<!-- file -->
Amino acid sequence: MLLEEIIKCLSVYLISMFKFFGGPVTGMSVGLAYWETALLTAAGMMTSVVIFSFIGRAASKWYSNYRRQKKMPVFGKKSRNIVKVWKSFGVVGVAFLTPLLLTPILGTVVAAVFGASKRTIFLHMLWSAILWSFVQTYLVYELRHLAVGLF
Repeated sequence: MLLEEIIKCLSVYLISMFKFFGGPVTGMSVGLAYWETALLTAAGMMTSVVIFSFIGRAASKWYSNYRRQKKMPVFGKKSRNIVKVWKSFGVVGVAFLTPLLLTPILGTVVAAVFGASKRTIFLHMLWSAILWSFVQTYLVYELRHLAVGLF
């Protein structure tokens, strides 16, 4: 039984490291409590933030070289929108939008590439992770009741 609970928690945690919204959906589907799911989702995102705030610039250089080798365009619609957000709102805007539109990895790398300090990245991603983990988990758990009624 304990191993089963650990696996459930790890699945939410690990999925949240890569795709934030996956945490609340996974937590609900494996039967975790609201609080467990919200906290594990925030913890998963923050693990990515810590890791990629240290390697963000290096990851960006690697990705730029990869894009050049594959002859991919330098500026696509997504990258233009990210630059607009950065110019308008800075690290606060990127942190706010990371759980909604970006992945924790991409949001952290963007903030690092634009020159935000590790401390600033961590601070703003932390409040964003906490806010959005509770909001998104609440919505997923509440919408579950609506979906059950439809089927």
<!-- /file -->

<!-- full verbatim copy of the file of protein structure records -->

Amino acid sequence: MLLEEIIKCLSVYLISMFKFFGGPVTGMSVGLAYWETALLTAAGMMTSVVIFSFIGRAASKWYSNYRRQKKMPVFGKKSRNIVKVWKSFGVVGVAFLTPLLLTPILGTVVAAVFGASKRTIFLHMLWSAILWSFVQTYLVYELRHLAVGLF
Repeated sequence: MLLEEIIKCLSVYLISMFKFFGGPVTGMSVGLAYWETALLTAAGMMTSVVIFSFIGRAASKWYSNYRRQKKMPVFGKKSRNIVKVWKSFGVVGVAFLTPLLLTPILGTVVAAVFGASKRTIFLHMLWSAILWSFVQTYLVYELRHLAVGLF
């Protein structure tokens, strides 16, 4: 039984490291409590933030070289929108939008590439992770009741 609970928690945690919204959906589907799911989702995102705030610039250089080798365009619609957000709102805007539109990895790398300090990245991603983990988990758990009624 304990191993089963650990696996459930790890699945939410690990999925949240890569795709934030996956945490609340996974937590609900494996039967975790609201609080467990919200906290594990925030913890998963923050693990990515810590890791990629240290390697963000290096990851960006690697990705730029990869894009050049594959002859991919330098500026696509997504990258233009990210630059607009950065110019308008800075690290606060990127942190706010990371759980909604970006992945924790991409949001952290963007903030690092634009020159935000590790401390600033961590601070703003932390409040964003906490806010959005509770909001998104609440919505997923509440919408579950609506979906059950439809089927």